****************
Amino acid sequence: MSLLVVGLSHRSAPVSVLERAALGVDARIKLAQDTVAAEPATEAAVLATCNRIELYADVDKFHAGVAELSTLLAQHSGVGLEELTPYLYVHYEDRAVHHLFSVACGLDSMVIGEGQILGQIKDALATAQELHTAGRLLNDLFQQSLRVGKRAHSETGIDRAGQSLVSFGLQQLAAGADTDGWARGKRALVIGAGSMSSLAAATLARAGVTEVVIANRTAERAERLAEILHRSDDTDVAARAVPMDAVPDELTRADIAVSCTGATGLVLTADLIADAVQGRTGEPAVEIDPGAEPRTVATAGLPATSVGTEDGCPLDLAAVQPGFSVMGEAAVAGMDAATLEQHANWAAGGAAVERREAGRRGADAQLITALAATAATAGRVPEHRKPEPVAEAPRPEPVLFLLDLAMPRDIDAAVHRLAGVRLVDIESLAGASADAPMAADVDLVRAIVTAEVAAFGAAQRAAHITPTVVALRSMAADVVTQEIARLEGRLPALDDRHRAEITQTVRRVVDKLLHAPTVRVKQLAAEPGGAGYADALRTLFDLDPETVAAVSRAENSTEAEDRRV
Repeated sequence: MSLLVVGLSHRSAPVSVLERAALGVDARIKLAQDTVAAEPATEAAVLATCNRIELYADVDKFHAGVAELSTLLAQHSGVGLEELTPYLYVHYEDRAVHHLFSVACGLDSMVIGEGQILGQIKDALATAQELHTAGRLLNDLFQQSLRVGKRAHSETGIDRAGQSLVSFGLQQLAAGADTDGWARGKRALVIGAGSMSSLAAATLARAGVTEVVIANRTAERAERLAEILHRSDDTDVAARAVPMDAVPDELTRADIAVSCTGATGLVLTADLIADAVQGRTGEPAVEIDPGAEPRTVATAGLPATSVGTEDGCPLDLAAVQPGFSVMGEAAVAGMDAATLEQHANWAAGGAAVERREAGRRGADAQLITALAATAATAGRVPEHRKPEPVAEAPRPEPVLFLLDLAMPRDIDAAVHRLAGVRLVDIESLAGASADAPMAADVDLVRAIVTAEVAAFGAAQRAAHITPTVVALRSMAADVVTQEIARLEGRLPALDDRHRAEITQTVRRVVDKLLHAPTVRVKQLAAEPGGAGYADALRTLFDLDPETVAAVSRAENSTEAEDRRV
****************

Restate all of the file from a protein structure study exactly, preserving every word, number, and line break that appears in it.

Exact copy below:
Amino acid sequence: MSLLVVGLSHRSAPVSVLERAALGVDARIKLAQDTVAAEPATEAAVLATCNRIELYADVDKFHAGVAELSTLLAQHSGVGLEELTPYLYVHYEDRAVHHLFSVACGLDSMVIGEGQILGQIKDALATAQELHTAGRLLNDLFQQSLRVGKRAHSETGIDRAGQSLVSFGLQQLAAGADTDGWARGKRALVIGAGSMSSLAAATLARAGVTEVVIANRTAERAERLAEILHRSDDTDVAARAVPMDAVPDELTRADIAVSCTGATGLVLTADLIADAVQGRTGEPAVEIDPGAEPRTVATAGLPATSVGTEDGCPLDLAAVQPGFSVMGEAAVAGMDAATLEQHANWAAGGAAVERREAGRRGADAQLITALAATAATAGRVPEHRKPEPVAEAPRPEPVLFLLDLAMPRDIDAAVHRLAGVRLVDIESLAGASADAPMAADVDLVRAIVTAEVAAFGAAQRAAHITPTVVALRSMAADVVTQEIARLEGRLPALDDRHRAEITQTVRRVVDKLLHAPTVRVKQLAAEPGGAGYADALRTLFDLDPETVAAVSRAENSTEAEDRRV
Repeated sequence: MSLLVVGLSHRSAPVSVLERAALGVDARIKLAQDTVAAEPATEAAVLATCNRIELYADVDKFHAGVAELSTLLAQHSGVGLEELTPYLYVHYEDRAVHHLFSVACGLDSMVIGEGQILGQIKDALATAQELHTAGRLLNDLFQQSLRVGKRAHSETGIDRAGQSLVSFGLQQLAAGADTDGWARGKRALVIGAGSMSSLAAATLARAGVTEVVIANRTAERAERLAEILHRSDDTDVAARAVPMDAVPDELTRADIAVSCTGATGLVLTADLIADAVQGRTGEPAVEIDPGAEPRTVATAGLPATSVGTEDGCPLDLAAVQPGFSVMGEAAVAGMDAATLEQHANWAAGGAAVERREAGRRGADAQLITALAATAATAGRVPEHRKPEPVAEAPRPEPVLFLLDLAMPRDIDAAVHRLAGVRLVDIESLAGASADAPMAADVDLVRAIVTAEVAAFGAAQRAAHITPTVVALRSMAADVVTQEIARLEGRLPALDDRHRAEITQTVRRVVDKLLHAPTVRVKQLAAEPGGAGYADALRTLFDLDPETVAAVSRAENSTEAEDRRV